The Canada First Research Excellence Fund has awarded the University of Saskatchewan $37.2 million over 7 years for global food security research. The Canadian Light Source is a major partner in this project, providing unique imaging capabilities to advance agricultural leadership.

The funding, the largest single grant ever awarded to the university, will help establish the Phenotyping and Imaging Research Centre as a global resource for crop breeding and food security. 

“There is no question that this is the ideal place for this type of project,” says Dean Chapman, Canadian Light Source Science Director and Canada Research Chair in X-ray imaging.

Dean Chapman, Canadian Light Source Science Director.

“There is no other place where a synchrotron and a university are co-located on one campus, and there is no other synchrotron that has better infrastructure and expertise to support research in the area of agricultural sciences.”

Using synchrotron techniques, researchers will image living plants to determine structural and biomolecular signatures. This data is integral to plant breeders and geneticists working to develop hardier, healthier breeds of agricultural crops both at home and abroad.

The funding will advance plant research through the U of S Global institute for Food Security, enhancing partnerships with four Canadian and three international universities, along with the National Research Council, Agriculture and Agri-Food Canada, and more than 15 private and public organizations.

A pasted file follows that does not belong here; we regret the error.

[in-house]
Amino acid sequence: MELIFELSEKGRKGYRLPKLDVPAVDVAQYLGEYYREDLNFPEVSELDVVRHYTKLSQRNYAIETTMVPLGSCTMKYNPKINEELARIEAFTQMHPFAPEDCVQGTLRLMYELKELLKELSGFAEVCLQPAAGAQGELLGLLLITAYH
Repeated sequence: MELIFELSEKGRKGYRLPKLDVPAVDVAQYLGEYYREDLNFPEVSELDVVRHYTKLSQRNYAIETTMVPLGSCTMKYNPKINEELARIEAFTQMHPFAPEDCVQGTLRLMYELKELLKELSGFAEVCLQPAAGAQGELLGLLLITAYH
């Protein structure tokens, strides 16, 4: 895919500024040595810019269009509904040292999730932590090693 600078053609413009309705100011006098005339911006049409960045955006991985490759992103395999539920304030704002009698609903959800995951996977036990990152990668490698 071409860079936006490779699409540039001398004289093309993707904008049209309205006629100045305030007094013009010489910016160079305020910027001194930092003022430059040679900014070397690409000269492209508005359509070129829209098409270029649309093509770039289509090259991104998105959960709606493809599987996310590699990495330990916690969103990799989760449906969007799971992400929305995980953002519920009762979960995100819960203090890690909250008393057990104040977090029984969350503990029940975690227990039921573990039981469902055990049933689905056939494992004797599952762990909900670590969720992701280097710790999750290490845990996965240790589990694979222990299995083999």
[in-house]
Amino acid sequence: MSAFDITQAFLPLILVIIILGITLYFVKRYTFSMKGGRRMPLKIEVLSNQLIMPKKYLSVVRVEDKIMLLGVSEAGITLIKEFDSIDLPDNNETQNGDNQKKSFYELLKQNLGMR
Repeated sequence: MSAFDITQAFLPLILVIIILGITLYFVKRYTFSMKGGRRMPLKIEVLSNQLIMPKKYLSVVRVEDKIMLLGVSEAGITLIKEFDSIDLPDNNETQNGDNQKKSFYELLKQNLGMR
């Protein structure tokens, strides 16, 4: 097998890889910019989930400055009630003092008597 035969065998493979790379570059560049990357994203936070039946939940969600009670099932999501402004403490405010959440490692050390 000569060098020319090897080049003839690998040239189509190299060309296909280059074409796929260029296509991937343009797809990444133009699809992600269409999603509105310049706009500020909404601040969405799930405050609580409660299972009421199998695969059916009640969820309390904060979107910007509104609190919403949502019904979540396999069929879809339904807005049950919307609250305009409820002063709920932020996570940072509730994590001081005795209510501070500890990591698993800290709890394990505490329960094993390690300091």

To learn more about the Canada First Research Excellence Fund please visit


About the Canadian Light Source Inc.:

The CLS is the brightest light in Canada—millions of times brighter than even the sun—used by scientists to get incredibly detailed information about the structural and chemical properties of materials at the molecular level, with work ranging from mine tailing remediation to cancer research and cutting-edge materials development.

The CLS has hosted over 2,500 researchers from academic institutions, government, and industry from 10 provinces and 2 territories; delivered over 40,000 experimental shifts; received over 10,000 user visits; and provided a scientific service critical in over 1,500 scientific publications, since beginning operations in 2005. The CLS has over 200 full-time employees.

CLS operations are funded by Canada Foundation for Innovation, Natural Sciences and Engineering Research Council, Western Economic Diversification Canada, National Research Council of Canada, Canadian Institutes of Health Research, the Government of Saskatchewan and the University of Saskatchewan.

For more information please contact:

Victoria Martinez
Communications Coordinator 
1 (306) 657-3771 

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